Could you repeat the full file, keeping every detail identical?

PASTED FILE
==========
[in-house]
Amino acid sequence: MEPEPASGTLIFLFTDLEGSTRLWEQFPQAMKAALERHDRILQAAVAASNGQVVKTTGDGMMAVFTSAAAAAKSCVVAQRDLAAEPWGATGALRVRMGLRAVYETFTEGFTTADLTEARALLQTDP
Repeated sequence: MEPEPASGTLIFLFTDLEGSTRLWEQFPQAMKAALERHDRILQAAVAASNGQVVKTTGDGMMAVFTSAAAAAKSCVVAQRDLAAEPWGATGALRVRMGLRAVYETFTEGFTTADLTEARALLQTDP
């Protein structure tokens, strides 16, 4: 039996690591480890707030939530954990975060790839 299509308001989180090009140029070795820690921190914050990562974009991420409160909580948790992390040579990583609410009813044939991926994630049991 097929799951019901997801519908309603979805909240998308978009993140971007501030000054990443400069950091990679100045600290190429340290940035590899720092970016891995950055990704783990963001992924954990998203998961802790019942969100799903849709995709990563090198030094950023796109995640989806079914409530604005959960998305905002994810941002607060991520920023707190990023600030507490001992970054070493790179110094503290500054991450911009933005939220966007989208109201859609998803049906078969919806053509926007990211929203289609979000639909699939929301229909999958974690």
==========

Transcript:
[in-house]
Amino acid sequence: MEPEPASGTLIFLFTDLEGSTRLWEQFPQAMKAALERHDRILQAAVAASNGQVVKTTGDGMMAVFTSAAAAAKSCVVAQRDLAAEPWGATGALRVRMGLRAVYETFTEGFTTADLTEARALLQTDP
Repeated sequence: MEPEPASGTLIFLFTDLEGSTRLWEQFPQAMKAALERHDRILQAAVAASNGQVVKTTGDGMMAVFTSAAAAAKSCVVAQRDLAAEPWGATGALRVRMGLRAVYETFTEGFTTADLTEARALLQTDP
């Protein structure tokens, strides 16, 4: 039996690591480890707030939530954990975060790839 299509308001989180090009140029070795820690921190914050990562974009991420409160909580948790992390040579990583609410009813044939991926994630049991 097929799951019901997801519908309603979805909240998308978009993140971007501030000054990443400069950091990679100045600290190429340290940035590899720092970016891995950055990704783990963001992924954990998203998961802790019942969100799903849709995709990563090198030094950023796109995640989806079914409530604005959960998305905002994810941002607060991520920023707190990023600030507490001992970054070493790179110094503290500054991450911009933005939220966007989208109201859609998803049906078969919806053509926007990211929203289609979000639909699939929301229909999958974690």